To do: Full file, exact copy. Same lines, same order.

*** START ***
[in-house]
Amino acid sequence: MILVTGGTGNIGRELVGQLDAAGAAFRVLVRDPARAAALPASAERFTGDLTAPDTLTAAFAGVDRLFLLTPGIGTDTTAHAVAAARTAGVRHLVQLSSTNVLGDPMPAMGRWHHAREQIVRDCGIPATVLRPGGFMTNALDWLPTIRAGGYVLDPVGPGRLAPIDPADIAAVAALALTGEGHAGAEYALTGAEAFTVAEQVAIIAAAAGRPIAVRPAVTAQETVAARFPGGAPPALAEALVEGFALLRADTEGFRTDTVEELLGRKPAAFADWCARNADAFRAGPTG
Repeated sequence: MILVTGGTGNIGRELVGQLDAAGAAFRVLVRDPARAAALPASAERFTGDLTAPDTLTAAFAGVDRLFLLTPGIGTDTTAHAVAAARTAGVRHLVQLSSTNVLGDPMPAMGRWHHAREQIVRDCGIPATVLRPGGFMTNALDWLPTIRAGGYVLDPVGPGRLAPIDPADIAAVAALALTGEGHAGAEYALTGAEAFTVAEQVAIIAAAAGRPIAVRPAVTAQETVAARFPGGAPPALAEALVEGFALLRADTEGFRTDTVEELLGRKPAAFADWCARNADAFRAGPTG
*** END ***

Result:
[in-house]
Amino acid sequence: MILVTGGTGNIGRELVGQLDAAGAAFRVLVRDPARAAALPASAERFTGDLTAPDTLTAAFAGVDRLFLLTPGIGTDTTAHAVAAARTAGVRHLVQLSSTNVLGDPMPAMGRWHHAREQIVRDCGIPATVLRPGGFMTNALDWLPTIRAGGYVLDPVGPGRLAPIDPADIAAVAALALTGEGHAGAEYALTGAEAFTVAEQVAIIAAAAGRPIAVRPAVTAQETVAARFPGGAPPALAEALVEGFALLRADTEGFRTDTVEELLGRKPAAFADWCARNADAFRAGPTG
Repeated sequence: MILVTGGTGNIGRELVGQLDAAGAAFRVLVRDPARAAALPASAERFTGDLTAPDTLTAAFAGVDRLFLLTPGIGTDTTAHAVAAARTAGVRHLVQLSSTNVLGDPMPAMGRWHHAREQIVRDCGIPATVLRPGGFMTNALDWLPTIRAGGYVLDPVGPGRLAPIDPADIAAVAALALTGEGHAGAEYALTGAEAFTVAEQVAIIAAAAGRPIAVRPAVTAQETVAARFPGGAPPALAEALVEGFALLRADTEGFRTDTVEELLGRKPAAFADWCARNADAFRAGPTG